Earl R. Stadtman, 88; Revered Biochemist, Mentor at NIH
Sunday, January 13, 2008
Earl R. Stadtman, 88, a preeminent scientist at the National Institutes of Health whose research contributed to the understanding of the role of free radicals other reactive oxygen species in diseases, aging and cell signaling, died Jan. 7 of a heart attack at his home in Derwood.
In his 57 years at NIH, Dr. Stadtman gained a reputation as a "chemist's chemist" and one of the great biochemists of the 20th century. Revered as a mentor, he taught more than 100 scientists who became major contributors to the advancement of biomedicine. Among his proteges, 10 were members in the National Academy of Sciences, several others became prominent in industry, and two received the Nobel Prize in Physiology or Medicine.
"Earl was a leader in a generation of scientists who made biochemistry into a discipline," said Michael S. Brown, regental professor of molecular genetics at the University of Texas Southwestern Medical School in Dallas and co-recipient of the Nobel Prize in physiology or medicine in 1985. Brown was a postdoctoral fellow in Dr. Stadtman's lab from 1969 to 1971.
The experience, he said in an e-mail, transformed his life. "In Earl's lab, I experienced a combination of devotion, intensity, and integrity that far exceeded any of my prior experiences," Brown said. "He was passionate for science, and yet he examined every experiment impassionately, and with the highest level of criticism."
Dr. Stadtman's approach to research and teaching came to be known as "The Stadtman Way" among the young scientists who spent two to five years with him at NIH.
Rodney L. Levine, senior chief investigator and chief of the section on protein function in disease at the National Heart, Lung and Blood Institute at NIH, said that Dr. Stadtman taught them the importance of unyielding rigor in assessing their experimental investigations. He also taught the value of persistence and hard work.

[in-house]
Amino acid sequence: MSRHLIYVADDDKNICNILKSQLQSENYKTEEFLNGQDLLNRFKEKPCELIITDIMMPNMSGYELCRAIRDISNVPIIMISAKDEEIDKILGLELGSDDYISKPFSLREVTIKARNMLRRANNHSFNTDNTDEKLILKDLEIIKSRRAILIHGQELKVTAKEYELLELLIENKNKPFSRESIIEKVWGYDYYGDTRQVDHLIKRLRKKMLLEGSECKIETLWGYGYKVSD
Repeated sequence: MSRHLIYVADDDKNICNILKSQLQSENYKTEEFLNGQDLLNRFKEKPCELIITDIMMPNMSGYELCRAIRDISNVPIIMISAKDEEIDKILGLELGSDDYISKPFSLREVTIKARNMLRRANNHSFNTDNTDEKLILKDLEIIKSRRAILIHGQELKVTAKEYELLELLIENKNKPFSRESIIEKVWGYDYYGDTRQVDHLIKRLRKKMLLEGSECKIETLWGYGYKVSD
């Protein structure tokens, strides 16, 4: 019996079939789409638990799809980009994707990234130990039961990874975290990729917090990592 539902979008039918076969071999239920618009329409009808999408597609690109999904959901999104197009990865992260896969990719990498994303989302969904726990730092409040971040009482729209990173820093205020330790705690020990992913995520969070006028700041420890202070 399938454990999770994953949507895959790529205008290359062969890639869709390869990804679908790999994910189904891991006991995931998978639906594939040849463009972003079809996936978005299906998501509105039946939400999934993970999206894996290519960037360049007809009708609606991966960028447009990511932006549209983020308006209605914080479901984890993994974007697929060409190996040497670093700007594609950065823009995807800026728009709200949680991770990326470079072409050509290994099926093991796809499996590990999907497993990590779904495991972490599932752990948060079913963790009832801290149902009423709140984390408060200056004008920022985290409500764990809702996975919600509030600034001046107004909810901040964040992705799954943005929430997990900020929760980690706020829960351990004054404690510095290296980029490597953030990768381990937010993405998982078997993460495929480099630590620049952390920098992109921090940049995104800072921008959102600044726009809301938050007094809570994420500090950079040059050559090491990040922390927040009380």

"Earl Stadtman could look at results from the laboratory and see in them descriptions of the nature of biology, which the rest of us failed to see," Levine said. "Where most of us saw the ordinary, he deduced the extraordinary."
Dr. Stadtman and his wife, Thressa Campbell Stadtman, were the first husband-and-wife scientists at what was then the National Heart Institute when they joined NIH in 1950. They both oversaw biochemistry labs and conducted research into enzymes, which control all the chemical reactions in living organisms and determine how long and how well those organisms live. Much of his work in aging, fatty acids and amino acids, as well as his wife's in vitamin B-12 and selenium, laid the groundwork for more expansive research in those fields of study.
Early on, Dr. Stadtman received credit for showing a correlation between the age of animals and an increased level of free-radical byproducts. Free radicals are harmful oxidants that damage DNA and proteins in skin cells. The run-amok oxidants have been implicated in diseases such as cancer, stroke and heart attacks.
His groundbreaking work also included research in fatty acid metabolism that helped establish the "energy-rich" nature of acetyl-CoA, an essential substance in making fats as well as breaking down fats, carbohydrates and proteins to generate energy in cells. According to an NIH history, in the 1960s and 1970s Dr. Stadtman and his colleagues discovered some mechanisms of controlling the production of amino acids, which are the building blocks of protein.
In the 1980s, while studying how damaged or inactivated proteins are removed from cells in a process called protein turnover, Dr. Stadtman and his co-workers found that the accumulation of damaged proteins is associated with the aging process and may play a role in such age-related disorders as Parkinson's disease.
For his work with enzymes, he received the National Medal of Science, the nation's highest honor for scientific achievement, in 1979. He was elected to the National Academy of Sciences in 1969.